Q: What were some of the advantages or unique opportunities that meeting online presents versus doing it in person?

A: During a design-group planning session at the end of the first two days, the client wondered aloud how to get to a level of honesty and transparency in this online setting. We proposed a virtual fish-bowl activity. In the next meeting the core leadership team had a conversation—while everyone else listened—about how important it was to talk about what’s not working. The leadership team modeled bringing the elephant right in the room.

Then, while we were having this dialog with the leadership team, a few participants spontaneously began reflecting on what they were hearing using the chat function in Zoom. More people began writing. We were able, in a moment, to hear input from everyone in the “room” about what it is he or she—too—might want to change. Participants read each other’s posts and responded to each other. That’s something I think the online environment made easier. Face to face you could have done something similar with a sticky-note process, but it actually would have taken longer and people would have felt—I think—more vulnerable. People really appreciated it, saying things like, “This is a watershed moment for us.”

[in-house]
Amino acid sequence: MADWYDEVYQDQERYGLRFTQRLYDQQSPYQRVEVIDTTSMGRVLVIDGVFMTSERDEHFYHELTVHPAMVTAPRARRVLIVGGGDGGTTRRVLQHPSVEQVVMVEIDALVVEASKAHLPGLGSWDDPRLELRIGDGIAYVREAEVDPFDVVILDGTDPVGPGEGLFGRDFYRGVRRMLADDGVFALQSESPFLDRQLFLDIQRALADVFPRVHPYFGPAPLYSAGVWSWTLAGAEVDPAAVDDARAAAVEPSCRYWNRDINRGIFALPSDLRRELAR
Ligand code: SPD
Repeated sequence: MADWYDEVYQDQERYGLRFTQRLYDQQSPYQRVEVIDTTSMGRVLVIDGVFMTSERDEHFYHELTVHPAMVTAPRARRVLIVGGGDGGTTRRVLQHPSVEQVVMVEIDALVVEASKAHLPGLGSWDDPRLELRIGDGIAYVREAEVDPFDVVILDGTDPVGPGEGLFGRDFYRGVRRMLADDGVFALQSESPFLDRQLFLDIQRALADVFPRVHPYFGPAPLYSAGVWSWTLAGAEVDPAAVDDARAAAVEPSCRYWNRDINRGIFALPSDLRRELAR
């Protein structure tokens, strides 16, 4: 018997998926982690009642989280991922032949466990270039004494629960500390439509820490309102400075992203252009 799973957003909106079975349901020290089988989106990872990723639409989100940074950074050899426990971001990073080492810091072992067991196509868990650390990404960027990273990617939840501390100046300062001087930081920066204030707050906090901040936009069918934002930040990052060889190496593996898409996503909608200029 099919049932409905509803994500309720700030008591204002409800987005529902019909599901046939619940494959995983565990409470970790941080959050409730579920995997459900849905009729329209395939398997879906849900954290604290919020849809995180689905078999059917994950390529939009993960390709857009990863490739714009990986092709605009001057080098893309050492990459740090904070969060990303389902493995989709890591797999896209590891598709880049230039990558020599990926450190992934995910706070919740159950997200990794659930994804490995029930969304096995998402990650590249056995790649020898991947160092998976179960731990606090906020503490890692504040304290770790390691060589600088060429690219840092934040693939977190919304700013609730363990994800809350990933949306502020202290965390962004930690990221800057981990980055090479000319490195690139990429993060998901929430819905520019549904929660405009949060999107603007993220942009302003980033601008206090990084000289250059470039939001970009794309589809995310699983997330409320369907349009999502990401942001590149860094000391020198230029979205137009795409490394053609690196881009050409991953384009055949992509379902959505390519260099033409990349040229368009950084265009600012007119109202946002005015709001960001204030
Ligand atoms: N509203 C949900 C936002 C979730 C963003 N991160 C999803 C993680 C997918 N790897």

Q: What was the biggest surprise after doing this online?

A: In an in-person strategic-visioning process, all of the work would be displayed in the room on the walls…you would be able to see the path of conversations throughout the session. To create a similar experience, at the beginning of days two and three of the virtual process, we were able to review the previous work easily by walking the group through the various Google slides and Mural whiteboards. This kept people oriented and up to date and was super efficient, time-wise.